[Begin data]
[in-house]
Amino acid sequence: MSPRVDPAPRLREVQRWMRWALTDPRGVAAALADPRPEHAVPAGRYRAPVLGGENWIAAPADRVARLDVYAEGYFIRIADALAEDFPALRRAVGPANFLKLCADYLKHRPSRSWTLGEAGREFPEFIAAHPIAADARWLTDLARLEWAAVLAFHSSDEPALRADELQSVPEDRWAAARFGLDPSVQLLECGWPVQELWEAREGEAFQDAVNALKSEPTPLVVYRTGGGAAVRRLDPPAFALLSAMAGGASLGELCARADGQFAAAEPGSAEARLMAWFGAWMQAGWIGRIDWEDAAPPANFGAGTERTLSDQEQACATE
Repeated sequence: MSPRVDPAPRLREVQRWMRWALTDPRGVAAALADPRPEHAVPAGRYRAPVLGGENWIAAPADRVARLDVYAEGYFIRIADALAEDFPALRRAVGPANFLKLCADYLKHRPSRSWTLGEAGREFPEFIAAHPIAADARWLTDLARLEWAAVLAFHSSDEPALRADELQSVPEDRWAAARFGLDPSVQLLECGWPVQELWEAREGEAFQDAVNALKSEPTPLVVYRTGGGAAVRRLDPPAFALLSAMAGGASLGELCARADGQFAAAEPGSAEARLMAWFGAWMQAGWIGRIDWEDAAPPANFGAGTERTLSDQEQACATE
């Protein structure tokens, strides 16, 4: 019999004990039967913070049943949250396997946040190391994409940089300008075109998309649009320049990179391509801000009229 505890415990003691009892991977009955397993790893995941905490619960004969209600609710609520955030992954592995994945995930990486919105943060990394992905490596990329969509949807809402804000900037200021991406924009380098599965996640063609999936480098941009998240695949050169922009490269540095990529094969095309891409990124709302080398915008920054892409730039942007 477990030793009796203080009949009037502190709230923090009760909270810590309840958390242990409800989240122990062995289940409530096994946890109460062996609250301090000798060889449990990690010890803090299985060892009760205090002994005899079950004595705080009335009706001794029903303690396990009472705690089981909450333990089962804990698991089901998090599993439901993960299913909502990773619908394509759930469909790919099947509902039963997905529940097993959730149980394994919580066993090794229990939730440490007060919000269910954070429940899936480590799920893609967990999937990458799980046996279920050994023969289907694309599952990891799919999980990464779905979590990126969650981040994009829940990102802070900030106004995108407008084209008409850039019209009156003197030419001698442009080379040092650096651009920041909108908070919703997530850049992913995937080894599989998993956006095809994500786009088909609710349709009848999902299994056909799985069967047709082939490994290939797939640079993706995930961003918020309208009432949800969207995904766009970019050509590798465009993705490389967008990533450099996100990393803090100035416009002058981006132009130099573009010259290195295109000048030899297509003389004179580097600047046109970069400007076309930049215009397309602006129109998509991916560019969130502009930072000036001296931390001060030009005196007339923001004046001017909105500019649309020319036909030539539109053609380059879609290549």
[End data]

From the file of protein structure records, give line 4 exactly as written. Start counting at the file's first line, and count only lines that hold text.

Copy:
């Protein structure tokens, strides 16, 4: 019999004990039967913070049943949250396997946040190391994409940089300008075109998309649009320049990179391509801000009229 505890415990003691009892991977009955397993790893995941905490619960004969209600609710609520955030992954592995994945995930990486919105943060990394992905490596990329969509949807809402804000900037200021991406924009380098599965996640063609999936480098941009998240695949050169922009490269540095990529094969095309891409990124709302080398915008920054892409730039942007 477990030793009796203080009949009037502190709230923090009760909270810590309840958390242990409800989240122990062995289940409530096994946890109460062996609250301090000798060889449990990690010890803090299985060892009760205090002994005899079950004595705080009335009706001794029903303690396990009472705690089981909450333990089962804990698991089901998090599993439901993960299913909502990773619908394509759930469909790919099947509902039963997905529940097993959730149980394994919580066993090794229990939730440490007060919000269910954070429940899936480590799920893609967990999937990458799980046996279920050994023969289907694309599952990891799919999980990464779905979590990126969650981040994009829940990102802070900030106004995108407008084209008409850039019209009156003197030419001698442009080379040092650096651009920041909108908070919703997530850049992913995937080894599989998993956006095809994500786009088909609710349709009848999902299994056909799985069967047709082939490994290939797939640079993706995930961003918020309208009432949800969207995904766009970019050509590798465009993705490389967008990533450099996100990393803090100035416009002058981006132009130099573009010259290195295109000048030899297509003389004179580097600047046109970069400007076309930049215009397309602006129109998509991916560019969130502009930072000036001296931390001060030009005196007339923001004046001017909105500019649309020319036909030539539109053609380059879609290549």